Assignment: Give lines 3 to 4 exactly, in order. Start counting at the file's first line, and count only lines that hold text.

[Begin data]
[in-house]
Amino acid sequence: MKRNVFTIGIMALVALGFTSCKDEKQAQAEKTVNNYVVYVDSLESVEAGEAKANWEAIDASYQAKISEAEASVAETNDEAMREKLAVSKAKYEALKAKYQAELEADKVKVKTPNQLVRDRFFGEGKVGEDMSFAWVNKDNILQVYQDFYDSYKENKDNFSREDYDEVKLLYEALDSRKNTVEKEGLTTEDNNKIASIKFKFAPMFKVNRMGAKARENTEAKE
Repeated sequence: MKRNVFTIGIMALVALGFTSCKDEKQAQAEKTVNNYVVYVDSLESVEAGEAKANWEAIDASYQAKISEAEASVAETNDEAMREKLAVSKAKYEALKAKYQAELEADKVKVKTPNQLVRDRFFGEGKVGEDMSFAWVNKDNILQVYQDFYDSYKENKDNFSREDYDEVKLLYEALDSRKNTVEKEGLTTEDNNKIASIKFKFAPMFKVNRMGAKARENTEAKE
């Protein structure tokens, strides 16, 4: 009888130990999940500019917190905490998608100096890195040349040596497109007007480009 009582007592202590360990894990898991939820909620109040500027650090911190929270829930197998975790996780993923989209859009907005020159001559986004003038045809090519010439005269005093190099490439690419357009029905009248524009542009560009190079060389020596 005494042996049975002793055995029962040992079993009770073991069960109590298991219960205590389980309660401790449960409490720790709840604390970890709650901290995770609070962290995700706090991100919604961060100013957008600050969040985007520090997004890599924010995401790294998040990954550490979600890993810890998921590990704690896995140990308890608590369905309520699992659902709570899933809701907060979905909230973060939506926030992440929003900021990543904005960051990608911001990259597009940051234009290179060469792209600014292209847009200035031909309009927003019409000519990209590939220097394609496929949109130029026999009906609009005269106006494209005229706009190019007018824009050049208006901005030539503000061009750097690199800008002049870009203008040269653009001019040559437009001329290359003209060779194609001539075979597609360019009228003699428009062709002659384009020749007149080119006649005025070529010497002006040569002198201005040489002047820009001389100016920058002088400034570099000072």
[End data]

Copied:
Repeated sequence: MKRNVFTIGIMALVALGFTSCKDEKQAQAEKTVNNYVVYVDSLESVEAGEAKANWEAIDASYQAKISEAEASVAETNDEAMREKLAVSKAKYEALKAKYQAELEADKVKVKTPNQLVRDRFFGEGKVGEDMSFAWVNKDNILQVYQDFYDSYKENKDNFSREDYDEVKLLYEALDSRKNTVEKEGLTTEDNNKIASIKFKFAPMFKVNRMGAKARENTEAKE
């Protein structure tokens, strides 16, 4: 009888130990999940500019917190905490998608100096890195040349040596497109007007480009 009582007592202590360990894990898991939820909620109040500027650090911190929270829930197998975790996780993923989209859009907005020159001559986004003038045809090519010439005269005093190099490439690419357009029905009248524009542009560009190079060389020596 005494042996049975002793055995029962040992079993009770073991069960109590298991219960205590389980309660401790449960409490720790709840604390970890709650901290995770609070962290995700706090991100919604961060100013957008600050969040985007520090997004890599924010995401790294998040990954550490979600890993810890998921590990704690896995140990308890608590369905309520699992659902709570899933809701907060979905909230973060939506926030992440929003900021990543904005960051990608911001990259597009940051234009290179060469792209600014292209847009200035031909309009927003019409000519990209590939220097394609496929949109130029026999009906609009005269106006494209005229706009190019007018824009050049208006901005030539503000061009750097690199800008002049870009203008040269653009001019040559437009001329290359003209060779194609001539075979597609360019009228003699428009062709002659384009020749007149080119006649005025070529010497002006040569002198201005040489002047820009001389100016920058002088400034570099000072």